Among other allegations Wood made while calling for Anyaene’s resignation is that the chairperson unilaterally snuck in the “no film eligible” category into NOSC’s 2022 voting, frustrating requests for meetings and debate on it.

“Every member must consider very seriously why they voted in the manner they did. There are atrocities happening in the creative space, the film industry especially, and everyone just seems to roll on and roll with it,” she said.

“NOSC has to reassess its procedures and [consider] a change of leadership. As with all Nigerian things, sit-tight leadership becomes Abacha-like. It won’t do.”

NOSC chairperson fumes amid resignation calls

Anyaene didn’t reply to texts, calls, and an email seeking to capture her side of the story in the NOSC discord.

However, a committee source made available to TheCable Lifestyle her commentary wherein she kicked against calls for her resignation.

“It will make more sense if criticisms [of NOSC’s verdict] are factual with some levels of logical reasoning,” she said.

“Calling for my resignation simply because the committee voted based on using the IFF requirements and I have to uphold the committee voting outcome is simply baseless.”

Asked why the NOSC insists on not exploring the option of revoting to address the subsisting conflict over Nigeria’s non-submission of an entry, a committee source who witnessed the voting described the idea as an “afterthought”.

“It tells a lot about the integrity of the process if, after sending the result to the Academy, we backtrack and argue to them we want to revote. If there’s a clause that worked against us, we can adjust them against next year,” they said.

“People must stop fighting this particular outcome. The result is out already. We can’t be divided against ourselves.

“It’s either some members don’t read or they’re lax about rules. The rule says the outcome of the voting is binding and final. The voting process took almost two hours. The voting itself lasted about 20 minutes.

“No process is perfect. Members had about an hour to point out the need to address certain grey areas. These are industry veterans. It makes one think an external force is sponsoring us to rebel against ourselves. It’s suspicious.”

Academy’s IFF requirements in context

Chineze Anyaene
Chineze Anyaene

Anyaene’s argument, as similarly stated in 2021 prior to efforts at educating producers, seems to be that indigenous filmmakers looking to be nominated for the Academy’s IFF category don’t shoot with intentionality from the get-go.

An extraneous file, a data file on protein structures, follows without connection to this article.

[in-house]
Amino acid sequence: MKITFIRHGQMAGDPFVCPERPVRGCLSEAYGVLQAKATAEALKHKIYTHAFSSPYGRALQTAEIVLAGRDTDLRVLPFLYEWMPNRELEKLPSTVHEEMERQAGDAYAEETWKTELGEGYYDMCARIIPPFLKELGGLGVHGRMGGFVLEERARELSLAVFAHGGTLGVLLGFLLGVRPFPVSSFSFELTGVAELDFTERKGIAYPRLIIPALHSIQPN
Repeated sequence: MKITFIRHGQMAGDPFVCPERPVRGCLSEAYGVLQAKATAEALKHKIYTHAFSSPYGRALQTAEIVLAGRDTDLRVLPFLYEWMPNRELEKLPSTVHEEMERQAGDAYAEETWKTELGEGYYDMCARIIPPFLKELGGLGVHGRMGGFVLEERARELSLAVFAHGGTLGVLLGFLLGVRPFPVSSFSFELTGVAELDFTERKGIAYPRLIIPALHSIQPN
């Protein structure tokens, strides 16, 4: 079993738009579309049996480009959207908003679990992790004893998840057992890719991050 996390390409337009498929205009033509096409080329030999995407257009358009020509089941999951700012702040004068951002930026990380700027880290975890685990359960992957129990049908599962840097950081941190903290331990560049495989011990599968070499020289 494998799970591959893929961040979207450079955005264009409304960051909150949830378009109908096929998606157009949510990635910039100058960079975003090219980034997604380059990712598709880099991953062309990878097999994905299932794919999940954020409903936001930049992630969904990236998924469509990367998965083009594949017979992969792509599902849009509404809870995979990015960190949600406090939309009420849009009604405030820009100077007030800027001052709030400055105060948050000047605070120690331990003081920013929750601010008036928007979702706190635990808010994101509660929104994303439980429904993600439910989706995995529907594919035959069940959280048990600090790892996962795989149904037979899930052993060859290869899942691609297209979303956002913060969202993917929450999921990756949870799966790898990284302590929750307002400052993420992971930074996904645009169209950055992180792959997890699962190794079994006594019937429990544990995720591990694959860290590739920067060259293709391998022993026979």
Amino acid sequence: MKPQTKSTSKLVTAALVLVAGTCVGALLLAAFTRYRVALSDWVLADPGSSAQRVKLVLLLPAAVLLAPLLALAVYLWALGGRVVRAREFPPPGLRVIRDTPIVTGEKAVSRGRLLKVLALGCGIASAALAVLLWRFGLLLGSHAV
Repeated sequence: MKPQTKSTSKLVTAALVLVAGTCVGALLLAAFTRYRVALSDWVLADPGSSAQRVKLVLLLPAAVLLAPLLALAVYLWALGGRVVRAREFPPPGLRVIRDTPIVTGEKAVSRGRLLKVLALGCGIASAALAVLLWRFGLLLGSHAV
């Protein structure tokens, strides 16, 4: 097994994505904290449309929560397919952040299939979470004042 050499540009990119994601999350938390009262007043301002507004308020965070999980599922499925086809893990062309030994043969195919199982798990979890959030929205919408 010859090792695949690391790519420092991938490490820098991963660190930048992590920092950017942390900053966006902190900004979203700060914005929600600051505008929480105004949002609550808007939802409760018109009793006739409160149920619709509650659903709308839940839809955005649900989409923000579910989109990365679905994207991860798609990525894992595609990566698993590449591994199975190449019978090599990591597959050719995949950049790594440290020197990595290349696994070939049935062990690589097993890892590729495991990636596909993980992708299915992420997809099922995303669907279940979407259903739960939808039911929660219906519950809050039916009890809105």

The chairperson cited Academy requirements that a submitted film be theatrically exhibited for seven consecutive days in a cinema before it would be released to the public or streaming platform or VOD.

“This year, we had films that were already going to be put on Netflix immediately and still want to be considered for submission,” she said.

“I had to email and speak with the Academy to grant a leeway on this requirement because I understand the business side from the filmmakers’ angle to give Netflix that exclusive right once the film is ready.”

Anyaene said it is an act of embarrassment for a member to write the Academy post-voting to request a revote.

“In 2019 when we submitted ‘Lionheart’, some people felt ‘King of Boys’ should’ve been considered. We submitted ‘Milkmaid’ some had contrary views,” the chair stated, confirming the resignation of three committee members.

“Last year, the committee voted not to submit even when a former committee member (CJ Obasi) felt his film had a chance. We did not receive the type of flagrant comments we received this year.

“This year, it seems there’s more to it than meets the eye. We can’t change rules at every turn to suit sentiments.”

“I reiterate that many of the comments on NOSC would be laid to rest simply by studying the IFF requirements. Just because the recording dialogue of a film is not in English does not mean the film is Oscar-worthy.”